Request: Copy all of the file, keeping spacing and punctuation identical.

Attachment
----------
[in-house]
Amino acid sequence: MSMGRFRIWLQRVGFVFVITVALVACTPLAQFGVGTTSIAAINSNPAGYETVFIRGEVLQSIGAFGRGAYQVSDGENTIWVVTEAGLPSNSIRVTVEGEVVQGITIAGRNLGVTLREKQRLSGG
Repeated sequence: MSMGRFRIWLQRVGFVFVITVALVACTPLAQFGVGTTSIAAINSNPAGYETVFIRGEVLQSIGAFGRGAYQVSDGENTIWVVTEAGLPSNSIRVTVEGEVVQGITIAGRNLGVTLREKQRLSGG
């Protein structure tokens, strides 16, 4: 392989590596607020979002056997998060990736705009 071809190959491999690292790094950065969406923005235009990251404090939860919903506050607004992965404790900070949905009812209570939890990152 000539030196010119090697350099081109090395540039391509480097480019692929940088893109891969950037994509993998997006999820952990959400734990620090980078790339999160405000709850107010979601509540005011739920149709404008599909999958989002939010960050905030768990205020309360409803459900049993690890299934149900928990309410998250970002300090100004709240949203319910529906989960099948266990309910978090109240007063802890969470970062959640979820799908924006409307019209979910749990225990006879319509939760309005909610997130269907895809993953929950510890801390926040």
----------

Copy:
[in-house]
Amino acid sequence: MSMGRFRIWLQRVGFVFVITVALVACTPLAQFGVGTTSIAAINSNPAGYETVFIRGEVLQSIGAFGRGAYQVSDGENTIWVVTEAGLPSNSIRVTVEGEVVQGITIAGRNLGVTLREKQRLSGG
Repeated sequence: MSMGRFRIWLQRVGFVFVITVALVACTPLAQFGVGTTSIAAINSNPAGYETVFIRGEVLQSIGAFGRGAYQVSDGENTIWVVTEAGLPSNSIRVTVEGEVVQGITIAGRNLGVTLREKQRLSGG
């Protein structure tokens, strides 16, 4: 392989590596607020979002056997998060990736705009 071809190959491999690292790094950065969406923005235009990251404090939860919903506050607004992965404790900070949905009812209570939890990152 000539030196010119090697350099081109090395540039391509480097480019692929940088893109891969950037994509993998997006999820952990959400734990620090980078790339999160405000709850107010979601509540005011739920149709404008599909999958989002939010960050905030768990205020309360409803459900049993690890299934149900928990309410998250970002300090100004709240949203319910529906989960099948266990309910978090109240007063802890969470970062959640979820799908924006409307019209979910749990225990006879319509939760309005909610997130269907895809993953929950510890801390926040």